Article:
What can you do to prevent loan shark. How do you differentiate a licensed moneylender from illegal moneylender.
Source: Asiaone News
By: Kenneth Tan, The New Paper
They splashed red paint, scribbled messages on walls and even slipped “hell notes” under her door.
An “Ah Long” – or loan shark – and his runners were behind these acts that tuition teacher Lim Ser Hwee had to endure.
She is one of many innocent victims of illegal moneylenders.
The 34-year-old said: “I have never borrowed money. Fear is the most effective weapon of loan sharks. I was so affected by the harassment that I clammed up and was afraid to speak to strangers.”
At Stomper SG LM’s suggestion, a new category has been created in Singapore Seen, Stomp’s popular citizen-journalism section, called Owe Money Pay Money.
The idea is to have an online space where Stompers can report loan-shark activities or share their experiences. Hopefully, this on-the-ground reporting will lead to loan sharks being brought to justice.
Over the years, Stomp’s citizen journalists have brought to light hundreds of cases of harassment by illegal moneylenders.
Similar to Ser Hwee’s experiences, many incidents involve either mistaken identities, or loan sharks who deliberately target innocent people to put pressure on those who owe them money.
This was the case for unfortunate Stompers like Gary and Sulaimi, both of whom were targeted by loan sharks who attacked their homes at Telok Blangah and Woodlands Avenue 6, respectively.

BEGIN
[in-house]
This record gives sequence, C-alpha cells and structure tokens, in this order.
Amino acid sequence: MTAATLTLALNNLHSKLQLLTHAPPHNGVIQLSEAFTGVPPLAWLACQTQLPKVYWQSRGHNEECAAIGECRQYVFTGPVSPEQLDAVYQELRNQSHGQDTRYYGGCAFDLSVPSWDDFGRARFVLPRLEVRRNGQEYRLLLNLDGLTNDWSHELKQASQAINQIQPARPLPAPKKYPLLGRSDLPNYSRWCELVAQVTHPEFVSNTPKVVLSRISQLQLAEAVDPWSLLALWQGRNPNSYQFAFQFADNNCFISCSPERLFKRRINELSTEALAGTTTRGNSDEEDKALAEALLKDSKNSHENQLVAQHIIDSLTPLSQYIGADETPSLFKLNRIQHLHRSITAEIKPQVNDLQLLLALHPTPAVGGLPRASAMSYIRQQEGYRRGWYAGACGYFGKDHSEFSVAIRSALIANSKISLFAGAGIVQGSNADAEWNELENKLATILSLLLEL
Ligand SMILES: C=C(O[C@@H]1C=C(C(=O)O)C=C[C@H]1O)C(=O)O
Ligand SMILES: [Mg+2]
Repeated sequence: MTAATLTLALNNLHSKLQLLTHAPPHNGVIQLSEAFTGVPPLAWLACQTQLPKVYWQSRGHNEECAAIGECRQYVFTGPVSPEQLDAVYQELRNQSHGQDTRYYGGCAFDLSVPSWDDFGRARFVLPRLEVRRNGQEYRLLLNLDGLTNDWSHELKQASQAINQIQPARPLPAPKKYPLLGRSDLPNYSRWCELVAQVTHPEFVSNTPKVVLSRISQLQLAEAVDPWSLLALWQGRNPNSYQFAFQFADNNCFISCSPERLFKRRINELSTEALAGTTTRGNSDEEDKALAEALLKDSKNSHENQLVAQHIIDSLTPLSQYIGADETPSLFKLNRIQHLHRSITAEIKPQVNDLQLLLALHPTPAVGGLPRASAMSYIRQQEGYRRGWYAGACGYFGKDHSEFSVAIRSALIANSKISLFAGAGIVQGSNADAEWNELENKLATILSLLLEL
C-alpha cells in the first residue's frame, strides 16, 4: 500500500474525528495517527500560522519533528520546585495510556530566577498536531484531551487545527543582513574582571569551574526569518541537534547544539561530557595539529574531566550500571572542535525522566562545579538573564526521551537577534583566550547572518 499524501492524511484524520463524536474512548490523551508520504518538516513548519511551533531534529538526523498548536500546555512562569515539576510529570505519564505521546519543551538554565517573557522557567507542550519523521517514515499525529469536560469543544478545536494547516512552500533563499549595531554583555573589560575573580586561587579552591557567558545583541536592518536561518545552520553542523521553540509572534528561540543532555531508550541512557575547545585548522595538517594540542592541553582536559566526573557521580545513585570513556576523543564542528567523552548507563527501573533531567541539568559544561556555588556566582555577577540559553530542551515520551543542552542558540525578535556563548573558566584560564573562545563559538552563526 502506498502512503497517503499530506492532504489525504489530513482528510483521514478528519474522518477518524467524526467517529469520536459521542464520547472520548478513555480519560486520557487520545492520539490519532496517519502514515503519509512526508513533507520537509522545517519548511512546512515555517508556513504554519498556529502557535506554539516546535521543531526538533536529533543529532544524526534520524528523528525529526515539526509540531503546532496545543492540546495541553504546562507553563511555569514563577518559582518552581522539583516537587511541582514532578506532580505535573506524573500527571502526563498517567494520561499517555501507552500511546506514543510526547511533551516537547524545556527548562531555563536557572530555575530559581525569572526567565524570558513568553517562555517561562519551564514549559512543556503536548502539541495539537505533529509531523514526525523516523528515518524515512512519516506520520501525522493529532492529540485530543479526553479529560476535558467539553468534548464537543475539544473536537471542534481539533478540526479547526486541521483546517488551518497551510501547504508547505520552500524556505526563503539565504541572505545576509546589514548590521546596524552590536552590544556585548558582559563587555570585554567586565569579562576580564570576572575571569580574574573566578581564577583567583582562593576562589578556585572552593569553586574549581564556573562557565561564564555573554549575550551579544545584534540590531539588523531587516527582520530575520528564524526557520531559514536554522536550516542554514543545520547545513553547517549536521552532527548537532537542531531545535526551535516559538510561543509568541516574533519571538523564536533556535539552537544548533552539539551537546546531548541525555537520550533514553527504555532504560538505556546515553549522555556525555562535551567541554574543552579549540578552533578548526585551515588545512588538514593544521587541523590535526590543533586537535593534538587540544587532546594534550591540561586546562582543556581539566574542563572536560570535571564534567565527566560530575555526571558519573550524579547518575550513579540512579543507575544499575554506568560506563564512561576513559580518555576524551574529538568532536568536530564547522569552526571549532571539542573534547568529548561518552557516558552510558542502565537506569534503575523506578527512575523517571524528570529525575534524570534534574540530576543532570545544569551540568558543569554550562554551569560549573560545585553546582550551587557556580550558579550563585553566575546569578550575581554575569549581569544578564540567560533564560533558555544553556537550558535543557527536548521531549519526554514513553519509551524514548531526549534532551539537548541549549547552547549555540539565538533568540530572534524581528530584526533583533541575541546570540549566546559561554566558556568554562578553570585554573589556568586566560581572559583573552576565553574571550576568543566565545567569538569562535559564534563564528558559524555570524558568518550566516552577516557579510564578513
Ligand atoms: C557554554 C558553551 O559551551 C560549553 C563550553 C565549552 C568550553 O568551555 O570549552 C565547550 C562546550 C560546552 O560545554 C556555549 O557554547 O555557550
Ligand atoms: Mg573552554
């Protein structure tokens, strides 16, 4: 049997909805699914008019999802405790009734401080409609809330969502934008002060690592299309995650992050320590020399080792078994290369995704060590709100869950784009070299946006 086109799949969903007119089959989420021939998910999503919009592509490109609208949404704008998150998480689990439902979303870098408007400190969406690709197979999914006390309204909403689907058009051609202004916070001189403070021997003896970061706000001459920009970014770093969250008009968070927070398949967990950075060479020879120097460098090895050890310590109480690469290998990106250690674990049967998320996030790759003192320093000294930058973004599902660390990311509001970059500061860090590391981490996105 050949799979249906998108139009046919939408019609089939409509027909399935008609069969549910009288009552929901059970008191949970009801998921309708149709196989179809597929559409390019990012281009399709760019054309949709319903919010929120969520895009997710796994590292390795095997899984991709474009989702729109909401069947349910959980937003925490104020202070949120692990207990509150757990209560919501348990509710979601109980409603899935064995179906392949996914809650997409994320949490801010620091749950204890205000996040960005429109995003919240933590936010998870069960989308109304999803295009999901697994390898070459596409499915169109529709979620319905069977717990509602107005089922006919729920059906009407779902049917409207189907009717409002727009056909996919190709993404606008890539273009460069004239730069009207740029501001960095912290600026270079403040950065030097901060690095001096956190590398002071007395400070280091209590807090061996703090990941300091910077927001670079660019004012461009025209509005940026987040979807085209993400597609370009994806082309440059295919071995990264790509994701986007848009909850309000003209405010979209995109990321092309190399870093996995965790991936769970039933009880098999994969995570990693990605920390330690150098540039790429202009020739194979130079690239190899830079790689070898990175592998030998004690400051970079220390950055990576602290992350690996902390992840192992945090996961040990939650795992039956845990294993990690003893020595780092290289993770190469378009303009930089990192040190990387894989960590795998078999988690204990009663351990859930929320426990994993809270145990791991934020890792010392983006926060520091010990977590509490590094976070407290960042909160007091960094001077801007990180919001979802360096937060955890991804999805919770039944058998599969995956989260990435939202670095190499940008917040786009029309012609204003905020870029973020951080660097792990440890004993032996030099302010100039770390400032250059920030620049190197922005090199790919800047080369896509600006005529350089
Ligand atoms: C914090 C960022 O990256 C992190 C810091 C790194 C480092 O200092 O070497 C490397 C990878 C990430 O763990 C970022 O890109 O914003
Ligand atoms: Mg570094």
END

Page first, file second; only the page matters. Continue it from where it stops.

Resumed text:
Stomp also revealed that, through its legion of citizen journalists, some legal moneylenders are using unscrupulous tactics to demand payment.
Stomper Thasim wrote in to warn netizens about how “legal loan sharks” would visit their debtors’ workplaces to harass colleagues and bosses.
First-hand reports involving loan sharks have also been collated into the Owe Money Pay Money category, which serves several functions.
The stories are a clear warning to loan sharks and runners that their actions are being monitored by citizen journalists.
It also serves as an online database of loan-shark activity, which in time could help the authorities track down culprits.
This is especially significant in cases where runners are caught on camera, as in the incident reported by Stomper Hobbes in March.
He had captured footage of a youth loitering around the common corridor near his home, carrying a tin of paint in a plastic bag.
In addition to allowing Stompers to discuss their experiences openly, the stories help readers, who may be going through similar problems, understand that they are not alone.
In certain cases, victims even saw an immediate improvement in their situations following a Stomp story, as residents living nearby were alerted to loan sharks’ activities in their area.
Stompers are invited to leave comments and interact via the stories’ comment sections and mood meters.
Don’t let illegal moneylenders make you feel like a prisoner in your own home. If you have a personal experience with loan sharks to share, send your report to Stomp.
Your experiences might just make a difference to a fellow victim who is struggling to cope, or even help bring a criminal to justice.